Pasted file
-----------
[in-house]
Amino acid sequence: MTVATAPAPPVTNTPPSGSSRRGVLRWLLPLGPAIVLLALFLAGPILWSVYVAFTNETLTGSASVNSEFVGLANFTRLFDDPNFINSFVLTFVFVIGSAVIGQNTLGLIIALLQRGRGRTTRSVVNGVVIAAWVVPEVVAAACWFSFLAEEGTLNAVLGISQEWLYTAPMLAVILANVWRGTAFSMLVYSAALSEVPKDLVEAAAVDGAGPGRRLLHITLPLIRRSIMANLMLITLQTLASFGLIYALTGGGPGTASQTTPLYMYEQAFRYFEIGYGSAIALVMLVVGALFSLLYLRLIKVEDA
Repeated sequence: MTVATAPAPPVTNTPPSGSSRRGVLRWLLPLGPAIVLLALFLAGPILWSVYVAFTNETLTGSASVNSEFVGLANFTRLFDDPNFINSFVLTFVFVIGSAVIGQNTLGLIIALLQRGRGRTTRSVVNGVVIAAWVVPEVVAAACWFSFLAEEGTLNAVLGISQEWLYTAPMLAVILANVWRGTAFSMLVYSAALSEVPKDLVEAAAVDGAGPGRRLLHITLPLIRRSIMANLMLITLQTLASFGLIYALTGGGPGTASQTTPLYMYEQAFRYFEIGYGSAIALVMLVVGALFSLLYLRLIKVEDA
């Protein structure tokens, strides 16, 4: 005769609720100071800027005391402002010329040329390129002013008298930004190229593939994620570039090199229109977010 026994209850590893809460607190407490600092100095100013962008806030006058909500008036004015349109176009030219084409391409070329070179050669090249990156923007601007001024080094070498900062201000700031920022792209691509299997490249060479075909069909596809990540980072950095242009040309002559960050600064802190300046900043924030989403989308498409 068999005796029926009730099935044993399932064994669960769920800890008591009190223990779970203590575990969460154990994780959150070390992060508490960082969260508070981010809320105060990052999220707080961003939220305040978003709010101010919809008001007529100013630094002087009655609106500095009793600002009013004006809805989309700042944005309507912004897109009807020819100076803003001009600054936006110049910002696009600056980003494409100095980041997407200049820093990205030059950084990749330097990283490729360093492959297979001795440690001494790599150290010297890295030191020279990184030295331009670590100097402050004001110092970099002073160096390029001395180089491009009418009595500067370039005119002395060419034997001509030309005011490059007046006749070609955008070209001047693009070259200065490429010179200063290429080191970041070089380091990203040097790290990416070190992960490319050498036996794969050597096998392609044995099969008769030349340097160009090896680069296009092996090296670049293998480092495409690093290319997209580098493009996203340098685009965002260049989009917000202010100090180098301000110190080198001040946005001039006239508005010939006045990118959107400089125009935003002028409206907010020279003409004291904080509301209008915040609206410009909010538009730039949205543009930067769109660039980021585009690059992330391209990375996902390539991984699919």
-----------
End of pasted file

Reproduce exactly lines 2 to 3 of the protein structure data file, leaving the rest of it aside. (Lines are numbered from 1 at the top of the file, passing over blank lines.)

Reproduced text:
Amino acid sequence: MTVATAPAPPVTNTPPSGSSRRGVLRWLLPLGPAIVLLALFLAGPILWSVYVAFTNETLTGSASVNSEFVGLANFTRLFDDPNFINSFVLTFVFVIGSAVIGQNTLGLIIALLQRGRGRTTRSVVNGVVIAAWVVPEVVAAACWFSFLAEEGTLNAVLGISQEWLYTAPMLAVILANVWRGTAFSMLVYSAALSEVPKDLVEAAAVDGAGPGRRLLHITLPLIRRSIMANLMLITLQTLASFGLIYALTGGGPGTASQTTPLYMYEQAFRYFEIGYGSAIALVMLVVGALFSLLYLRLIKVEDA
Repeated sequence: MTVATAPAPPVTNTPPSGSSRRGVLRWLLPLGPAIVLLALFLAGPILWSVYVAFTNETLTGSASVNSEFVGLANFTRLFDDPNFINSFVLTFVFVIGSAVIGQNTLGLIIALLQRGRGRTTRSVVNGVVIAAWVVPEVVAAACWFSFLAEEGTLNAVLGISQEWLYTAPMLAVILANVWRGTAFSMLVYSAALSEVPKDLVEAAAVDGAGPGRRLLHITLPLIRRSIMANLMLITLQTLASFGLIYALTGGGPGTASQTTPLYMYEQAFRYFEIGYGSAIALVMLVVGALFSLLYLRLIKVEDA